Difference between revisions of "Tsunami"
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A tsunami, tidal wave, or seismic (related to earthquakes) sea wave is a larger-than-normal wave that is created by the displacement of water. The term tsunami comes from the Japanese word for "harbour wave" and can be caused by several things that quickly displace huge amounts of water. These include earthquakes, volcanic eruptions, underwater landslides, meteorite impacts, glacier calvings (when a piece of an glacier breaks off to form an iceberg) or explosive detonations. Although many people may call them tidal waves, this name is not a true description of what they are. Tsunamis might appear to be very rapidly incoming and high tides, but tides are produced by the gravitational pull of the moon while tsunamis are produced by water displacement. We use the Japanese term because Japan has the longest recorded history of tsunamis.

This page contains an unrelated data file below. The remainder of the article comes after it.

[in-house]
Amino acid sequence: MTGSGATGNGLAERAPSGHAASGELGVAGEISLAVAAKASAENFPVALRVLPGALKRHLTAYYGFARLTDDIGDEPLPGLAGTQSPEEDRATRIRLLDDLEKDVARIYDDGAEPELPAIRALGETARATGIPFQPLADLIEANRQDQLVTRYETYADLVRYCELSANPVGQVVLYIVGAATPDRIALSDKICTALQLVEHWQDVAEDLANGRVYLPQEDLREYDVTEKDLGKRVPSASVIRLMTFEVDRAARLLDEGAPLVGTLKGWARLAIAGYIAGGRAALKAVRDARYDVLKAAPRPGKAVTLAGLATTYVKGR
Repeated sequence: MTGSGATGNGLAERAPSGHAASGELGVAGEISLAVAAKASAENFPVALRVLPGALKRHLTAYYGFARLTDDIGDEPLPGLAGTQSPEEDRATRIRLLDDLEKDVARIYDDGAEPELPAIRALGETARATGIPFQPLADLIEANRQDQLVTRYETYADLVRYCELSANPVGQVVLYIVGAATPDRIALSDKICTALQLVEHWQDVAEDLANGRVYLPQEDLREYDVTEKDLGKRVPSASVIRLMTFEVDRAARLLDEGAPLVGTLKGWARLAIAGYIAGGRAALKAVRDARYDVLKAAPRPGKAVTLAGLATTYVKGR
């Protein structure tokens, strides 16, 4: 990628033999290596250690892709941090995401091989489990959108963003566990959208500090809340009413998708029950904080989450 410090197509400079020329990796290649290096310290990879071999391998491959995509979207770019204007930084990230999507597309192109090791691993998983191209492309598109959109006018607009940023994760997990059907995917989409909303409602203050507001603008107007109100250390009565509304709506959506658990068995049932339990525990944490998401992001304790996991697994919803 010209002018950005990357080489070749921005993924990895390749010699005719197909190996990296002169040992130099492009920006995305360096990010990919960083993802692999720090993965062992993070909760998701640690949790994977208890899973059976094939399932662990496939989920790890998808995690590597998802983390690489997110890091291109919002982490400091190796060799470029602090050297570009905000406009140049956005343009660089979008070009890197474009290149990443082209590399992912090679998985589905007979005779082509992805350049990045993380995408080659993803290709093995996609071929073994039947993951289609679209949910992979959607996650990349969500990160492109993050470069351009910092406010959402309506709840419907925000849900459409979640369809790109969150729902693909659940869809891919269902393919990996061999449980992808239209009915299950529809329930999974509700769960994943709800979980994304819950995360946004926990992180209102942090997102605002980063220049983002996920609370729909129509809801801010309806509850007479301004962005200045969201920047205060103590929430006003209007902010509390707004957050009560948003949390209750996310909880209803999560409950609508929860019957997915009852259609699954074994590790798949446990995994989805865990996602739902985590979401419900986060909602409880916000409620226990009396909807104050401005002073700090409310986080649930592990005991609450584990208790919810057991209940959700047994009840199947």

How they Work
Tsunamis can be started by several different things that quickly displace huge amounts of water. The most common of these is an underwater earthquake. Others include volcanic eruptions, underwater landslides, meteorite impacts, glacier calvings, or explosive detonations. The earthquake (or other cause) pushes a great volume of water out of its way, creating a large wave that can travel more than 800 km/h! Although the length of the waves is long and far-traveling, the height may be no more than 1 meter. This means that tsunamis can be undetectable in deep water.
As the wave approaches shallow water and the shore, it slows down and gets higher, creating a high wall of water that has a powerful smashing force. The water crashes into the shore and damages or destroys anything in its way. It also floods the land, causing flood damage and carrying debris with it for kilometers.
- 2004 - The Indian Ocean earthquake and tsunami killed 230,000 people
- 1908 - The Messina earthquake and tsunami killed more than 123,000 people
- 1783 - The Calabrian earthquakes and tsunamis killed more than 40,000 people
- 1755 - The Lisbon earthquake and tsunami killed more than 40, 000 people